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BMW E30 3-Series Sway Bar Bushing / Drop Link Replacement
 
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Pelican Technical Article:

BMW E30 3-Series Sway Bar Bushing / Drop Link Replacement

Jared Fenton

Time:

2 hours2 hrs

Tab:

$85-$125

Talent:

***

Tools:

Floor jack, two jack stands, two wheel chocks, safety glasses, lug wrench, torque wrench, dish soap, metric socket set, metric wrench set

Applicable Models:

BMW E30 3-Series (1984-93)

Parts Required:

Front drop links, bushings, self locking nuts

Performance Gain:

Much improved handling

Complementary Modification:

Replace the front shocks and springs
101 Performance Projects for Your BMW 3 Series

This article is one in a series that have been released in conjunction with Wayne's new book, 101 Performance Projects for Your BMW 3 Series. The book contains 272 pages of full color projects detailing everything from performance mods to timing the camshafts. With more than 650+ full-color glossy photos accompanying extensive step-by-step procedures, this book is required reading in any 3 Series owner's collection. The book was released in August 2006, and is available for ordering now. See The Official Book Website for more details.

In this technical article I will go over the steps involved with replacing the sway bar drop links on the BMW E30 3 Series cars from 1984-92. Over time the rubber inserts in these small links tend to dry up and wear out, causing the sway bars to lose efficiency in providing lateral control during hard cornering. The good news is that these links are easily replaced, and should take only an hour or two to complete. The sway bar links are designed to replaced as a unit, rather than replacing the bushings inside. This makes installation relatively simple. We will also be replacing the bushings that secure the sway bar to the vehicle's chassis.

Let's start out by first chocking the rear wheels of the car. This will prevent the car from rolling when we have it up on jack stands. Keep in mind we will be working under the car, so safety first. With the car on the ground, loosen (but do not remove) the lug nuts for both front wheels. This will be difficult to do once the wheels are up in the air. Now, jack up the front of the car, sing a suitable point on the chassis. There are two outboard brackets near the rear control arm bushings that will provide enough support to jack the car up. Once in the air, place some quality jack stands under the car. NEVER rely on a jack to hold the car up. For those of you not familiar with how to jack up a car, I highly suggest you read Wayne's article on the subject.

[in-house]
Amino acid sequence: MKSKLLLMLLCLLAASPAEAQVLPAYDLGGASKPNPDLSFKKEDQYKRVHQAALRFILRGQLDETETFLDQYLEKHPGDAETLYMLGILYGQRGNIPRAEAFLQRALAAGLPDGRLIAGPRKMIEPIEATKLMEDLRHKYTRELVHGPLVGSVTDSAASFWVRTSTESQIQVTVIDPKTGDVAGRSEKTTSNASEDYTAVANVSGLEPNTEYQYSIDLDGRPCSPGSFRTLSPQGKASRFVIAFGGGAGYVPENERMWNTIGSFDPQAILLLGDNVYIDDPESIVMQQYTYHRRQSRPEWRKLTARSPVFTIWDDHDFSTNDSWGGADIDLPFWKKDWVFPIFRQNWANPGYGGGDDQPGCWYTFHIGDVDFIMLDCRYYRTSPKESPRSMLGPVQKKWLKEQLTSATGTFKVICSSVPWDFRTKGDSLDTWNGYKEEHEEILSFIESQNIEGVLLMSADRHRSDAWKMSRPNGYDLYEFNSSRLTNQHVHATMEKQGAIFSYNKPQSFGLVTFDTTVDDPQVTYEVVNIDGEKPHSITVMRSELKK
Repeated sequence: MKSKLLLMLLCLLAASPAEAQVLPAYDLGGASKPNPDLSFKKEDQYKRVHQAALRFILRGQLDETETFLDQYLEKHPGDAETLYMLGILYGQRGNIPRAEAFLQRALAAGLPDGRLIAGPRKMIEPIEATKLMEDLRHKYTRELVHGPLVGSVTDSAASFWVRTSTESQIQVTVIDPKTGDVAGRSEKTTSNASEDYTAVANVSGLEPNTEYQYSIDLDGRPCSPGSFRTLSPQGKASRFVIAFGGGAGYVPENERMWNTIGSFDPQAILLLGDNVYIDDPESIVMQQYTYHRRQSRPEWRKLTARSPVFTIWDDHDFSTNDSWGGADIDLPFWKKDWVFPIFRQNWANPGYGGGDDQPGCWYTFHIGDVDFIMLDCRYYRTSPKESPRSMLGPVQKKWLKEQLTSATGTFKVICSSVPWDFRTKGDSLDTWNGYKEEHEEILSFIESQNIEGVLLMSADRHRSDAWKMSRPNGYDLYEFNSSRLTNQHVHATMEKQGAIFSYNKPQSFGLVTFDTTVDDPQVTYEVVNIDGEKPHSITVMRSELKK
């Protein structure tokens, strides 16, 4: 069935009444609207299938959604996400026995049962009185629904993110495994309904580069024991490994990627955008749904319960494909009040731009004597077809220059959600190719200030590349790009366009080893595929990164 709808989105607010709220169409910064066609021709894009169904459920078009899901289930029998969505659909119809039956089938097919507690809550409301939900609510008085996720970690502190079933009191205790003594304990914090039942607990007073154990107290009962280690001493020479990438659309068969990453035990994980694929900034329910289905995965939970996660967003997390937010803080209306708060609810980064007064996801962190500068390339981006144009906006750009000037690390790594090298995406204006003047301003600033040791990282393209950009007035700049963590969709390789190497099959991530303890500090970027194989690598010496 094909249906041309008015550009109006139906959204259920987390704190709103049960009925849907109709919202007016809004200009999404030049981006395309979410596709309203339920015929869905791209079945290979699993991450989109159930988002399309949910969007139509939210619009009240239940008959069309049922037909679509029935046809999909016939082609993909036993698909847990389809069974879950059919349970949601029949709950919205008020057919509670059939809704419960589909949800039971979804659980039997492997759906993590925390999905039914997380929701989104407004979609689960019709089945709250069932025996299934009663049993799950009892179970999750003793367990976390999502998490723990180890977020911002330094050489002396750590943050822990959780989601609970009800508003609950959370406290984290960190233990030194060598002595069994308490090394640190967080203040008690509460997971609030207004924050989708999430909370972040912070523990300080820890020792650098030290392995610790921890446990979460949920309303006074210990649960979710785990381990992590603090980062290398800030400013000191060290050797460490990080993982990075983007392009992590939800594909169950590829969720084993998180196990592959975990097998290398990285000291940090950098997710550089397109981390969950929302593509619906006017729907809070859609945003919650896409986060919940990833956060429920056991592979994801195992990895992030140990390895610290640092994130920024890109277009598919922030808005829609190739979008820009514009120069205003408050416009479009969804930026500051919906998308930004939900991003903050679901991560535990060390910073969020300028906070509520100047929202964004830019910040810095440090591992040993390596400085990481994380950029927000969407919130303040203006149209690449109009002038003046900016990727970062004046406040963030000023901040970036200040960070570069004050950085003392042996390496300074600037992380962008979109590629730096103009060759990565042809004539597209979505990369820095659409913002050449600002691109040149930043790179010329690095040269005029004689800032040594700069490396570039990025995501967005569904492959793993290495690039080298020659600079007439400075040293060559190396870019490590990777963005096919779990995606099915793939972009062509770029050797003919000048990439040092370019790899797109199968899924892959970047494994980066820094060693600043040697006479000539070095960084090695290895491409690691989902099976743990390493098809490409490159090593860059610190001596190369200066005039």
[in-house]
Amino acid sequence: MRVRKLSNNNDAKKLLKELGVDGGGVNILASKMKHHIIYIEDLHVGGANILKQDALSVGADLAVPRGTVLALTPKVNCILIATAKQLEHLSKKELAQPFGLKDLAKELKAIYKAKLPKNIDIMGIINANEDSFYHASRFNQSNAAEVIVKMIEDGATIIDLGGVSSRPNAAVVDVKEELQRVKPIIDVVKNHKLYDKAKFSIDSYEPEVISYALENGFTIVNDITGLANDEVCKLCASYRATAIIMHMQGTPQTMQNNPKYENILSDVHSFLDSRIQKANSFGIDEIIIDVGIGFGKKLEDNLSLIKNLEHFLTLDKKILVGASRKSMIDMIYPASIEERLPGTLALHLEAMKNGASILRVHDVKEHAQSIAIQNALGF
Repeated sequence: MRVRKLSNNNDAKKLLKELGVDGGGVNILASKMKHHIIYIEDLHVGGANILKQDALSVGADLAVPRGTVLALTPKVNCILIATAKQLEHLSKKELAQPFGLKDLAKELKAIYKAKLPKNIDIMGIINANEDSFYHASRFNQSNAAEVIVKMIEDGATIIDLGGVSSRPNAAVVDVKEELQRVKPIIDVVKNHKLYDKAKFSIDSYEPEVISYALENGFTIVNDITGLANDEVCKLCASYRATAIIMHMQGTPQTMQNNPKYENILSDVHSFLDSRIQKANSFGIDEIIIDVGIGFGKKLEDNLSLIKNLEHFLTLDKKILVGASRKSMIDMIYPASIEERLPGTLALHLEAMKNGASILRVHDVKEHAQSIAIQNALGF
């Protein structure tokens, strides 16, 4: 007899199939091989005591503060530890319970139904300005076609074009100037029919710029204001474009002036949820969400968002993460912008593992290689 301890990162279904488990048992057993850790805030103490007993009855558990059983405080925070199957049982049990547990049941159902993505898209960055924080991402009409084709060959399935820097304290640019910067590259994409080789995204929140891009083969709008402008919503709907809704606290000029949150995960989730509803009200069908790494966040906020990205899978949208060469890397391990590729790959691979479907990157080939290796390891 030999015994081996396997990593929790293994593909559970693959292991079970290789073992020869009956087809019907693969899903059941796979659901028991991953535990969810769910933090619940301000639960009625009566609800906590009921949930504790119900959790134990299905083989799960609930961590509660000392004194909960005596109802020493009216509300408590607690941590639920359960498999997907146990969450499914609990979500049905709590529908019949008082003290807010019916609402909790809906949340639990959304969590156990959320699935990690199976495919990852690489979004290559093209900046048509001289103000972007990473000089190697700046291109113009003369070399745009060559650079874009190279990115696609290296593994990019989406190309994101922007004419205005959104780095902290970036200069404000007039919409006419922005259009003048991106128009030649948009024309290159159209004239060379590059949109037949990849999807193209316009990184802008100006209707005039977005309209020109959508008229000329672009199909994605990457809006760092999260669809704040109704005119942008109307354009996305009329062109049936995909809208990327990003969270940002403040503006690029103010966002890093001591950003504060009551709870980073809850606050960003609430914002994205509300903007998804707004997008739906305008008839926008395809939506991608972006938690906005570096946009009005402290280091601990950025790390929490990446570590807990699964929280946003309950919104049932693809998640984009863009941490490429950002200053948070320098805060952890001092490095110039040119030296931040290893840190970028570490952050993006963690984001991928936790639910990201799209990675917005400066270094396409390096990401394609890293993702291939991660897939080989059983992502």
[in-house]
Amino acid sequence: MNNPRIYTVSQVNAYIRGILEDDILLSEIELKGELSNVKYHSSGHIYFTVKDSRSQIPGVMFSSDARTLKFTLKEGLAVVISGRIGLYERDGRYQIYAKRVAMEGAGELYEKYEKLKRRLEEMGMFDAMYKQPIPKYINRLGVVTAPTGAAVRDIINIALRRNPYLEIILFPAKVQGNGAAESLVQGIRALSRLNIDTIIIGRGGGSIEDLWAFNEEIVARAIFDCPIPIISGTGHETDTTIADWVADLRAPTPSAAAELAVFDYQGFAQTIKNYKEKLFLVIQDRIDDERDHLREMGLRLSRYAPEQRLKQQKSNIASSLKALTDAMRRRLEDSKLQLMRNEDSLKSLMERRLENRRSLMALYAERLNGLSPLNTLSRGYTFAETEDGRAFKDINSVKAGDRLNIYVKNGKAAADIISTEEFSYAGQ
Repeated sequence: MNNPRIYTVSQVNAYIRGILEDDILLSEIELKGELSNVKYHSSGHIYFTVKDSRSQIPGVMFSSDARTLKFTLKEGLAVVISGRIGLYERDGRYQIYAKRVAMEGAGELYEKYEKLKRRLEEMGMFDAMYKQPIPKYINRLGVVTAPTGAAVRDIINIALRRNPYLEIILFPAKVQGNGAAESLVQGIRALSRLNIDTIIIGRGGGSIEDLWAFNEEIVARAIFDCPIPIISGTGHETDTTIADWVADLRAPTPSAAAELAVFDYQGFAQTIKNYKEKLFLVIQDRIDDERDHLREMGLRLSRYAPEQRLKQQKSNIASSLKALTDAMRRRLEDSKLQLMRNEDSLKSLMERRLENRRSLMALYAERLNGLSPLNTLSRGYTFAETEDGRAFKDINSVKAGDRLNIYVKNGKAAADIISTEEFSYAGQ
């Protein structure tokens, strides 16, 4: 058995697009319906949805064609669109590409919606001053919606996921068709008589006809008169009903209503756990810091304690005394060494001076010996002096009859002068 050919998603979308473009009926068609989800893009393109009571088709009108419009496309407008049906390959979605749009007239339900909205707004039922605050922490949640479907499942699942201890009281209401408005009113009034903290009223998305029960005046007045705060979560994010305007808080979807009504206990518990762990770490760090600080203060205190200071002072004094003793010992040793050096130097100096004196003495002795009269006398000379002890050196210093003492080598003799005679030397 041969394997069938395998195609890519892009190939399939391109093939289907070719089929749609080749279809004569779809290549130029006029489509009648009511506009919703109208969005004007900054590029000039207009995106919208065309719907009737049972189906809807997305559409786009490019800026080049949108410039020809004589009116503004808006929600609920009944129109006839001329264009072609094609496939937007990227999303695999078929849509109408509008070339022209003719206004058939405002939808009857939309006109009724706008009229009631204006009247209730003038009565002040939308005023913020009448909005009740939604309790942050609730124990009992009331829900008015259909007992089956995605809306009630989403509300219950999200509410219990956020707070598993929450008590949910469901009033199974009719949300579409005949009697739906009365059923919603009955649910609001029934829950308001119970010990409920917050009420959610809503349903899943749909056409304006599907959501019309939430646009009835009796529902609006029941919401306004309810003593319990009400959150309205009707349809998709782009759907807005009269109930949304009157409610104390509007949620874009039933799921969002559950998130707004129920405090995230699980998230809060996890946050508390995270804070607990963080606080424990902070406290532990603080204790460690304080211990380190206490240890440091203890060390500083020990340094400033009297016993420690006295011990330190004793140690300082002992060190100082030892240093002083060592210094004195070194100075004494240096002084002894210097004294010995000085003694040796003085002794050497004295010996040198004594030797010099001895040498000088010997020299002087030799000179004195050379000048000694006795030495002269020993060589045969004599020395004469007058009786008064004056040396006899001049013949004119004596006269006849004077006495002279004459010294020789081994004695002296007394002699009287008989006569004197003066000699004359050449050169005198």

http://www.pelicanparts.com/bmw/techarticles/E36-Jacking_Up/E36-Jacking_Up.htm

Now place a jack under the control arm and compress the strut assembly so that it is nearest to normal ride height as possible. This will take the tension off the sway bar, and help you remove the links. Repeat this for both sides.

Next, locate the drop links. They will behind the brake rotor assembly. One end attaches to the sway bar itself, the other connects to the control arm. Start out by disconnecting the upper mounting bolt on the drop link. This will allow you to remove the drop link from the sway bar.

Now we will need to remove the sway bar itself from the chassis. This is done by locating the mounting points on either side of the car and removing the two bolts in the bracket that holds the sway bar to the chassis. Once the bolts are removed, pull the bar down towards you. This will allow you to remove the pieces of the old bushing on either side of the bar. Now remove the drop link mounting nut at the bottom of the control arm and remove the drop links from the car. Once the drop links are out, remove the lower mounting bracket and transfer them onto the new drop links. Torque the brackets to 16 ft./lbs.

We are now ready to install the new bushings/drop links. Start out by first installing the new drop links into the mounting holes on the control arm. Thread a new self-locking nut on at the bottom, but do not tighten it yet. We need to keep some play in the link so we can get the top portion lined up.

Install the new sway bar mounting bushings around the bar and place the bracket overt the bushing. Some suspension grease might help you in getting the bushings in place. Line the bracket up with the mounting holes on the chassis and reinstall the bolts, but do not tighten. You want to keep some free play in the bar. This will help you to line up the sway bar links.

Now place the jack under the control arm again and jack the arm up until it is near normal ride height. This will become evident, as the upper drop link stud will rise up to meet the sway bar. Slide the stud on the new drop link through the mounting hole on the sway bar. This may take a little force and time, but eventually it will go in. Now thread a new self-locking nut on the end and torque it to 30 ft./lbs. Repeat this for both sides.

Now go back to the sway bar mounting bolts and torque them to 16 ft./lbs. It's important to keep the jack under each control arm while torquing the bolts. This will relieve the stress on the sway bar. Now with the jack still in place, torque the lower drop link mounting bolts to 30 ft./lbs.

Lastly, put the wheels back on and install (but do not tighten) the lug bolts. Jack the car up again, and remove the jack stands from either side. Now lower the car and tighten the lug bolts.

And that's it, you're done!

Well, there you have it - it's really not too difficult at all. If you would like to see more technical articles like this one, please continue to support Pelican Parts with all your parts needs. If you like what you see here, then please visit our online BMW catalog and help support the collection and creating of new and informative technical articles like this one. Your continued support directly affects the expansion and existence of this site and technical articles like this one. As always, if you have any questions or comments about this helpful article, please drop us a line.

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Comments and Suggestions:
IHaSO Comments: So after reading a lot about the rear drop link replacement, today I finally had the courage to try it, hehe. I've used several tricks that I've read here and there, and the primary one was the dishwashing liquid. Just lube up the swaybar and droplink, and with a lot of elbow grease, it is doable.